On the downside, however, there is no custom scan availability. And coupled with the fact that none of the other scan options comes with a description as to what they are designed to do that becomes fairly annoying. Furthermore, even after you choose a particular scan to run, it doesn’t exactly show you what it’s doing either. The most you can count on seeing is the specific file name that the software is currently scanning.

Another inconvenience is that the scans usually take a little longer than average to complete. The Quick Scan on our test system, for example, took in excess of 10 minutes. And there is also no way for you to customize the process in order to speed it up. So basically, what you see is what you get.

If you look at it from a different perspective, though, you do get a very thorough scan and that is essentially more important than speed. So this bit may only be disappointing to those consumers who are already accustomed to high-speed, under-a-minute scans that many modern antivirus programs boast.

As far as the quality of the scans goes, Thor gave no false positives, which is certainly a plus. It also managed to detect all of the malware samples we threw at it. However, it did not react to a file that was filled with malicious URL’s, which is a bit concerning.

Extras & bonus features

Thor Premium has its primary focus on preventing attacks rather than acting on them once they have already taken place on your system. And it’s a good approach, do questions there. Obviously it is better to block an attack before it even has a chance to cause any damage on the infected machine. However, the only issue with this approach is that it doesn’t really allow much room for testing.

For instance, one of the Thor’s functionalities labeled as DarkLayer GUARD is set to scan network traffic via HTTP, HTTPS and DNS layers. The aim of these layers is to block the delivery of malware and payload, as well as data exfiltration. And while that may sound fine and dandy, we don’t really have a meaningful way in which we can evaluate this and prove or disprove these claims.

The URL filtering function, on the other hand though, is much easier to put to the test and it proved to work perfectly. Thor Premium blocked all of the malicious domains we threw at it, without allowing an obvious way to circumvent it. And that can be a bit of an irritation in cases where you’re sure that the URL isn’t dangerous.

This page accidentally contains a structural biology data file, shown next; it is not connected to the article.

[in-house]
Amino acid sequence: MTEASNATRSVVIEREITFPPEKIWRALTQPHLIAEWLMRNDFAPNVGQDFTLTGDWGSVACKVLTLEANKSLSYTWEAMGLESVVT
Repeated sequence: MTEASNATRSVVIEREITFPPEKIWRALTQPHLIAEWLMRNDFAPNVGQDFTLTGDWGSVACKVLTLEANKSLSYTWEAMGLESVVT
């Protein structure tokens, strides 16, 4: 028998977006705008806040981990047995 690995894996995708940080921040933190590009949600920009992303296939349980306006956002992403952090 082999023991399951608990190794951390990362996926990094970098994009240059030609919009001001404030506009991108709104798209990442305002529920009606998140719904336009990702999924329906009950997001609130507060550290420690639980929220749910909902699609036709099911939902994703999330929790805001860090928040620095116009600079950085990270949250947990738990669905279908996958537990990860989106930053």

Another thing that allowed to be tested fairly effectively was the X-Ploit Resilience feature. Using another one of Thor’s custom terms, this is a good example of how you can be left utterly clueless about certain functionalities of the suite.

X-Ploit Resilience is designed to automatically find and install missing software patches. It’s a simple feature and it’s relatively limited in that it can only support around 60 different applications, which isn’t very much. The more commonly used apps supported by X-Ploit Resilience include Chrome, Firefox, Dropbox, TeamViewer, Acrobat Reader, Flash and VLS, among others.

In order to take advantage of this functionality, though, you will have to enable it manually from Thor’s settings. Switch monitoring on, and the software will proceed to check which of the supported apps need to be updated.

Furthermore, it pretty much instantly provides you with a list of these. And from then on it’s up to you how you would like to proceed. If you’d prefer, you can manually choose to update separate apps from the report. But what’s great about X-Ploit Resilience is that it can do all of that for you, and you can choose where you want it to act on all of the outdated apps it detected or just specific ones.

Be warned, however, that depending on the amount of apps you have set it to update, this may take a little while. But the good news is that Thor’s update process didn’t interfere with the computer’s performance in any way at all. The process ran quietly in the background and didn’t get in the way of other tasks.

One small issue is that the interface wasn’t synced with what Thor was actually doing at the moment. So we had to close and reopen the window in order to deal with that. It’s not a big deal, but it is something to be aware of in order to avoid any confusion.

Protection

Thor Premium passed all the malware tests that we ran with it with flying colors pretty much. Unfortunately, this suite hasn’t undergone any independent lab tests, which makes it difficult to get a larger picture. However, we do have the benchmark tests for Avira, whose antivirus engine Thor uses. And those results were quite impressive.

We wouldn’t put too much emphasis on them, though, because Thor won’t necessarily implement the engine the same way that the Avira suite does. So we cannot know for sure whether or not there will be the same accuracy.

To sum it up

A great thing about Thor Premium is that it has proactive layers of protection to make sure that it can fight off threats before they can actually reach your system. And while it’s a fantastic concept on paper, we can’t really prove it with any reasonable tests.

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About the author

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Violet George

Violet is an active writer with a passion for all things cyber security. She enjoys helping victims of computer virus infections remove them and successfully deal with the aftermath of the attacks. But most importantly, Violet makes it her priority to spend time educating people on privacy issues and maintaining the safety of their computers. It is her firm belief that by spreading this information, she can empower web users to effectively protect their personal data and their devices from hackers and cybercriminals.